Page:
It’s official: Google is a gaming company (among other things). The company says the goal of its new Stadia game streaming service is to make it easy to game anywhere, any time.

You don’t need a high-end gaming PC. And you don’t even need to wait for a game to download.

Stadia works on PC web browesrs, phones, tablets, or smart TVs and you can begin playing right away.

Google says Stadia will launch later this year, and it will be available in the US, Canada, the UK, and most of Europe.

You can sign up for more information at at Stadia.com and developers can apply for early access at Stadia.dev.

As Google noted during its GDC keynote today, it wasn’t exactly a secret that the company was working on a game streaming service. Late last year Google launched a trial called Project Stream, which allowed participants to stream Assassin’s Creed: Odyssey to a web browser for free for a few months.

Project Stream as a test run that showed Google could stream a 1080p game at 60 frames per second. Google says Stadia should be able to support 4K video at 60 frames per second with HDR and surround sound support.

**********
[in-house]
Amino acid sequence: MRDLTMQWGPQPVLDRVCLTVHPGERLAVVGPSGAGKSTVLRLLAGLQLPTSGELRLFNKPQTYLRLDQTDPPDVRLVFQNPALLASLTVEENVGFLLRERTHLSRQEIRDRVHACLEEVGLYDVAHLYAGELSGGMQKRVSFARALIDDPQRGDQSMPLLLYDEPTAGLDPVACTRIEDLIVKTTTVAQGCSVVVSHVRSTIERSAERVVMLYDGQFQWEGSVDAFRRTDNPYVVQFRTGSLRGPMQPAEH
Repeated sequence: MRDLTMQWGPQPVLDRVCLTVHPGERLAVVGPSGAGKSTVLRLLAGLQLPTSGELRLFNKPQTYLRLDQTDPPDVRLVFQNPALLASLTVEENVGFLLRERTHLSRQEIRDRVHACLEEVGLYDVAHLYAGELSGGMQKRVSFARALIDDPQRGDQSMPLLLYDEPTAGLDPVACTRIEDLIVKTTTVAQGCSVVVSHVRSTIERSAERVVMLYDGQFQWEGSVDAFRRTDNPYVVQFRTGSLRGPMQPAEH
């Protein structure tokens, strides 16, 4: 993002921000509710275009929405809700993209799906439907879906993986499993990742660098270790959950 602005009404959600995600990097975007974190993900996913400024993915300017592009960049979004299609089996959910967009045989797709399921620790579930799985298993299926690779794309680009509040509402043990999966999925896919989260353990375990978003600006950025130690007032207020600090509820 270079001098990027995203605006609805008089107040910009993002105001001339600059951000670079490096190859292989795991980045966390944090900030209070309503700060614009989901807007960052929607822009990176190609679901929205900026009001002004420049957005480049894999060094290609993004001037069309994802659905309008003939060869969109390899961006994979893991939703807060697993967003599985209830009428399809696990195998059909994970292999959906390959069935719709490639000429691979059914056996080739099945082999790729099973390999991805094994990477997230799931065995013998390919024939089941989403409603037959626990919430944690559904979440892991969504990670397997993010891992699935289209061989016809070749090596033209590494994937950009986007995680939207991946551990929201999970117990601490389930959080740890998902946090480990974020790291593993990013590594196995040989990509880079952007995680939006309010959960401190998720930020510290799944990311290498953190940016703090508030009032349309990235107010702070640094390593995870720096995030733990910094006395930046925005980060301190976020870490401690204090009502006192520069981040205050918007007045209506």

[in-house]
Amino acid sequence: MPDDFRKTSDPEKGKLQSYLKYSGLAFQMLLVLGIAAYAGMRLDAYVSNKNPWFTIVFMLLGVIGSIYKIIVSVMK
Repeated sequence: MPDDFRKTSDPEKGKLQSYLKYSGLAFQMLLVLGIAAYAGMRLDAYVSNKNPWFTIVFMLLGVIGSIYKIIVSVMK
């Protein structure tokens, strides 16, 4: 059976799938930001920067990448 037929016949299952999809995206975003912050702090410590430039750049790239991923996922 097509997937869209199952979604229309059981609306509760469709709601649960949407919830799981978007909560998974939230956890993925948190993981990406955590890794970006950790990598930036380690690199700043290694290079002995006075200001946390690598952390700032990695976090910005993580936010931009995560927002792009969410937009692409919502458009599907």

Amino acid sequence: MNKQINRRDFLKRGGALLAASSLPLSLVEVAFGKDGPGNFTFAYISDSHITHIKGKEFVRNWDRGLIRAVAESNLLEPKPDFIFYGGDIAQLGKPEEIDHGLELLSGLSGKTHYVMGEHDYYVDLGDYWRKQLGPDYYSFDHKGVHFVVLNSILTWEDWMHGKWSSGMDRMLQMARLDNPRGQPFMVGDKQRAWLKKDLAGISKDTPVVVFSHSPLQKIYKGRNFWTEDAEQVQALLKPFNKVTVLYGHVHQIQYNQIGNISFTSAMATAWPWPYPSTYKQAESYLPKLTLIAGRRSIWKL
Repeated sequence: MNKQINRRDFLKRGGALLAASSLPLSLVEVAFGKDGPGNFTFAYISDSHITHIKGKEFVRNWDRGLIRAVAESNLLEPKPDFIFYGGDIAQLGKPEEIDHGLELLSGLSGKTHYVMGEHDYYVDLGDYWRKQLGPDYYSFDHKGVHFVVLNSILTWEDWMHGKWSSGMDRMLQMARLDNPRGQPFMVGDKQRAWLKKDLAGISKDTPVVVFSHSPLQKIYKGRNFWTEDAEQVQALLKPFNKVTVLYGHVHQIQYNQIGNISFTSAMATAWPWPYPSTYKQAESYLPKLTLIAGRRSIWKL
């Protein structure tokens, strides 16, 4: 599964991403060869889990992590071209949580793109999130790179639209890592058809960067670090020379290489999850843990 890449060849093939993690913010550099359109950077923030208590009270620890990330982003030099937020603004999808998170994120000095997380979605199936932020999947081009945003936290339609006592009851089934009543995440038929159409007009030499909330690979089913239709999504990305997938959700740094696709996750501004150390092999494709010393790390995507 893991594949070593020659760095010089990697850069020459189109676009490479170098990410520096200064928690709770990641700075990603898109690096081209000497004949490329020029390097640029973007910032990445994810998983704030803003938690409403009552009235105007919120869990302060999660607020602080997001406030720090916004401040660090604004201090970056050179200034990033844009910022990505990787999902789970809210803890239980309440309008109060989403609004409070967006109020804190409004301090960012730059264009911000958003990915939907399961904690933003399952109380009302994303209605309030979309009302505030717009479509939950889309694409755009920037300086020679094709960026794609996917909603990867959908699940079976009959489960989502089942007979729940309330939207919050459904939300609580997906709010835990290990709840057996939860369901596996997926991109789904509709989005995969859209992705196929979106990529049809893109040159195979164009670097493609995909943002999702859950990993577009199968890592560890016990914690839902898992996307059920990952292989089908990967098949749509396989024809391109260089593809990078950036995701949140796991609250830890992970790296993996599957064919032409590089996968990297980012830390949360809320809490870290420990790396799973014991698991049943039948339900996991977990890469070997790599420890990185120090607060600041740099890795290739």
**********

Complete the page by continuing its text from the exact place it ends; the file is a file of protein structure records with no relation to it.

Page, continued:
In the future the company plans to offer 8K, 120 fps support.

For now, the plan is to work with game developers to bring more games online, using Google’s cloud infrastructure to let users quickly begin playing on any device.

As an example, Google said you could watch a YouTube video related to Assassin’s Creed. Want to play? Click the “play” button and within 5 seconds you can start playing in the browser.

The idea is to let users click a link in a video or a website and start playing immediately.

In terms of software, Stadia runs a Linux-based operating system and use the Vulkan open source graphics API. It also supports the Unreal Engine, and Google’s pitch to developers is that they can code on Google’s cloud, their own cloud, or using desktop tools.

Google says Stadia is not a new game console that will compete with the PS4 or Xbox One. It’s a cloud service that works on your existing devices including desktops, laptops, TVs, and phones. And since the processing is all happening in the cloud, you don’t need a device with a powerful CPU or graphics card.

That said, Google did point out that it’s worked with AMD to develop custom hardware for Stadia, with each instance offering more computing power than a PS4 Pro and Xbox One X combined.